That approach makes sense, but – in that case – burnout and errors are unavoidable since we’re talking about cross-referencing huge amounts of data against each other to end up with a comprehensive list of qualified leads along with accurate contact details.

The only way to lower the risk of burnout is to have a huge team of people working on that (think an entire building), though that still doesn’t fully eliminate human error.

4. Strict KPIs Can Affect SDRs’ Work Quality

KPIs are necessary to measure work performance, but they can often have a negative impact on a sales development representative’s productivity and motivation.

Let’s follow up on what we discussed at #3 – the idea that you need your SDRs to prospect more accounts each month to increase your annual revenue. In that case, the number of calls they make or emails they send each day will be their KPIs.

The issue is that many SDRs – especially those who are facing burnout – will feel pressured by those KPIs to just meet the quota, and nothing more. So, they’ll be making calls or sending out emails that aren’t strategy-weighted.

As a result, your sales pipeline gets filled with unqualified leads who do not really fit your ICP, meaning you just end up wasting time, effort, and losing opportunities to turn a bigger profit.

5. SDRs Spend Too Much Time on Manual Tasks

Hubspot’s State of Inbound 2018 shows that a majority of salespeople spend anywhere between 30 minutes and 1 hour on data entry and other manual tasks each day. Depending on their work schedule, that amounts to 5-7 hours per week that are wasted on such tasks.

Don’t think it’s a huge concern?

Consider this then – that’s just more time spent on monotonous tasks which can contribute to the feeling of burnout, and it’s also time that could be better spent on actually prospecting and selling, not to mention engaging with leads and preparing them for their transition through the sales funnel.

How Exactly Does SDR Software Help with All That?

The main thing SDR software can do for your business is to take some of the burden off your sales development rep team, so that they can focus more on lead development. Here’s a quick overview of how that would work:

  • SDR software can help you create better, more accurate ICPs by using machine learning to cross-check your current customer base against your customer success data to derive a specific, actionable profile.
  • AI-driven automation makes it easier for you to qualify leads by sourcing up to thousands of accounts that match your ICP from numerous databases. It can also help you better understand each account by acquiring and validating relevant info about it (like preferred communication channel and possible introduction paths, for instance). The information is delivered in an actionable format, so no manual data entry or other similar tasks are necessary.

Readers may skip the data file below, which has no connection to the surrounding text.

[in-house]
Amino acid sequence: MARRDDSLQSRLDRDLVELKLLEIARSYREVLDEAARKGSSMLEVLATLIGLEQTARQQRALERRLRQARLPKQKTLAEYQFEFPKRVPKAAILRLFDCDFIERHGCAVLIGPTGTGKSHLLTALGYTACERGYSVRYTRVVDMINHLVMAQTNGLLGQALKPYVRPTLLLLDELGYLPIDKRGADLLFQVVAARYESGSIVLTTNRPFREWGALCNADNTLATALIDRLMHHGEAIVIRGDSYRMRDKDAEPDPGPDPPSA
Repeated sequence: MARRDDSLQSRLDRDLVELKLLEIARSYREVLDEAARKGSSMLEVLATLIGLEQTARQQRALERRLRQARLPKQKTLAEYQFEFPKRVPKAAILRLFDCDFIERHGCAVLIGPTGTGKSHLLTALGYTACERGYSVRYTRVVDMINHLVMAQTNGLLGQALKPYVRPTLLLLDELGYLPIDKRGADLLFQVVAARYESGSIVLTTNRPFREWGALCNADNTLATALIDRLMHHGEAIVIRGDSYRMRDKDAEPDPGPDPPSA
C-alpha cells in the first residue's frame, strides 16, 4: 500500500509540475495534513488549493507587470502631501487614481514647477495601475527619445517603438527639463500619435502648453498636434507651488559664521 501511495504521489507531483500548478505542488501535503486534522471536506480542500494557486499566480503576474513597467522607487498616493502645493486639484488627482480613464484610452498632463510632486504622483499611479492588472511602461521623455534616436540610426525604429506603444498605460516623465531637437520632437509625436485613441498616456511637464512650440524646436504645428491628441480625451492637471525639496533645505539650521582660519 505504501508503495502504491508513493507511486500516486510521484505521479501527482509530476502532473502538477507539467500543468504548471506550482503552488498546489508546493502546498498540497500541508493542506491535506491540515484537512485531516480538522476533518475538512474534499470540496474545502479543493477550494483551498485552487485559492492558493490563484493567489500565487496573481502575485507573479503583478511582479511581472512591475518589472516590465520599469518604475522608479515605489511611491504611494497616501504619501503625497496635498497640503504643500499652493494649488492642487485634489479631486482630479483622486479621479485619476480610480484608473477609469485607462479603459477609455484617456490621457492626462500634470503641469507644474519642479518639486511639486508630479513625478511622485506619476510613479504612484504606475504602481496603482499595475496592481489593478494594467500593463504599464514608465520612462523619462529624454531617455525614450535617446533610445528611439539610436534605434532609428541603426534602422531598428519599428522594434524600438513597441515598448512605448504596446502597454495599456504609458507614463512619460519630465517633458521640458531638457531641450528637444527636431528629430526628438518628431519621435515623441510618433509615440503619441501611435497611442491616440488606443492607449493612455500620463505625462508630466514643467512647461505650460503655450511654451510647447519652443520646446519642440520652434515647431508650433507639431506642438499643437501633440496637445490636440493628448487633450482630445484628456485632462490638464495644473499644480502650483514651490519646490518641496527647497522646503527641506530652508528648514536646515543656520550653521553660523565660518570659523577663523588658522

• SDR software helps you reach more leads by automating the process of sending and writing emails, as well as follow-ups. Personalizing emails is also made easier through the use of templates, account-based marketing techniques, and 3-tier personalization that makes your messages much more relevant to your leads.
  • Automated sales development heavily relies on split-testing your entire prospecting campaign. The performance is tracked around the clock, and A/B tests are run on anything from landing pages and email subject lines to CTA forms and message tones – all to make sure leads will be more likely to respond and listen to your proposal.
  • SDR automation can take care of appointment setting on behalf of your SDR team. By relying on integrated scheduling applications that automatically fill up your calendar with appointments, it’s completely possible to forgo the difficult process of trying to find a time that works for everyone.

And here’s the best part – all of that can amount to a ramp time of a few weeks at most.

So, Does SDR Software Mean Sales Development Representatives Will Eventually Become Obsolete?

No, of course not. SDR automation isn’t meant to “steal” sales development representative jobs away from people. It’s just meant to make an SDR’s job easier and increase a company’s revenue by handling the more difficult, repetitive, and time-consuming tasks that involve sifting through a huge amount of data.

This way, your sales development representatives get to focus on what should be their main priority – engaging with relevant leads, and properly nurturing them so that they’re truly ready to be handed off to an AE when the time comes.

This probably won’t have an impact on an SDR’s tenure, though, and many will likely continue to aspire to get promoted as soon as possible. It’s just human nature – people want to feel like they’re making progress. And it’s not like you can start offering an SDR an AE’s salary.

However, even during that short tenure, your sales development representatives will be able to give you better results in the form of more qualified leads and deals to close. Plus, consider this: An SDR’s ramp time might go down if you automate some parts of the sales process, saving you time and money on training.

The bottom line is that SDR software is meant to work alongside your sales development representatives. It’s there to empower them, not replace them.